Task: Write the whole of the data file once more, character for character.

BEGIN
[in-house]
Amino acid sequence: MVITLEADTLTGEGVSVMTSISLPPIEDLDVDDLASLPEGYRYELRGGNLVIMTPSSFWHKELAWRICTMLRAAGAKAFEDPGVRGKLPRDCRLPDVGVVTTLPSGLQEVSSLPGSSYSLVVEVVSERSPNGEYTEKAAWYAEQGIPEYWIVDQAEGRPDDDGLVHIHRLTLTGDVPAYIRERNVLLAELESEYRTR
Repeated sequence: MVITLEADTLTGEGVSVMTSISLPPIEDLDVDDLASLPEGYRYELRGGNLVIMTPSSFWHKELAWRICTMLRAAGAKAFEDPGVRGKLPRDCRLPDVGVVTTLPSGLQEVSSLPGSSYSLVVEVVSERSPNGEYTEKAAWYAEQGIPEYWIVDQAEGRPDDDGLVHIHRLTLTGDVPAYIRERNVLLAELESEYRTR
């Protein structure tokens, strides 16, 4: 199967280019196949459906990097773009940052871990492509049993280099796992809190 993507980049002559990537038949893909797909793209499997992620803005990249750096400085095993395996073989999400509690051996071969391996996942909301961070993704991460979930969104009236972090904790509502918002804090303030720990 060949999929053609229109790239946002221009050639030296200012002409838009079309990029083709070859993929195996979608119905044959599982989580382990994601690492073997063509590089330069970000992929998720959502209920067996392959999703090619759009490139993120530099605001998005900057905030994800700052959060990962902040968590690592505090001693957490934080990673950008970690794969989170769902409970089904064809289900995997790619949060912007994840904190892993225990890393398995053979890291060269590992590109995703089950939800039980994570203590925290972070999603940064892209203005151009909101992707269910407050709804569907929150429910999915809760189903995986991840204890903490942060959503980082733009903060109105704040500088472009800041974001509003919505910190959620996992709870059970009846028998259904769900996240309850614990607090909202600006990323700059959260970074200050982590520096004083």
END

[in-house]
Amino acid sequence: MVITLEADTLTGEGVSVMTSISLPPIEDLDVDDLASLPEGYRYELRGGNLVIMTPSSFWHKELAWRICTMLRAAGAKAFEDPGVRGKLPRDCRLPDVGVVTTLPSGLQEVSSLPGSSYSLVVEVVSERSPNGEYTEKAAWYAEQGIPEYWIVDQAEGRPDDDGLVHIHRLTLTGDVPAYIRERNVLLAELESEYRTR
Repeated sequence: MVITLEADTLTGEGVSVMTSISLPPIEDLDVDDLASLPEGYRYELRGGNLVIMTPSSFWHKELAWRICTMLRAAGAKAFEDPGVRGKLPRDCRLPDVGVVTTLPSGLQEVSSLPGSSYSLVVEVVSERSPNGEYTEKAAWYAEQGIPEYWIVDQAEGRPDDDGLVHIHRLTLTGDVPAYIRERNVLLAELESEYRTR
């Protein structure tokens, strides 16, 4: 199967280019196949459906990097773009940052871990492509049993280099796992809190 993507980049002559990537038949893909797909793209499997992620803005990249750096400085095993395996073989999400509690051996071969391996996942909301961070993704991460979930969104009236972090904790509502918002804090303030720990 060949999929053609229109790239946002221009050639030296200012002409838009079309990029083709070859993929195996979608119905044959599982989580382990994601690492073997063509590089330069970000992929998720959502209920067996392959999703090619759009490139993120530099605001998005900057905030994800700052959060990962902040968590690592505090001693957490934080990673950008970690794969989170769902409970089904064809289900995997790619949060912007994840904190892993225990890393398995053979890291060269590992590109995703089950939800039980994570203590925290972070999603940064892209203005151009909101992707269910407050709804569907929150429910999915809760189903995986991840204890903490942060959503980082733009903060109105704040500088472009800041974001509003919505910190959620996992709870059970009846028998259904769900996240309850614990607090909202600006990323700059959260970074200050982590520096004083």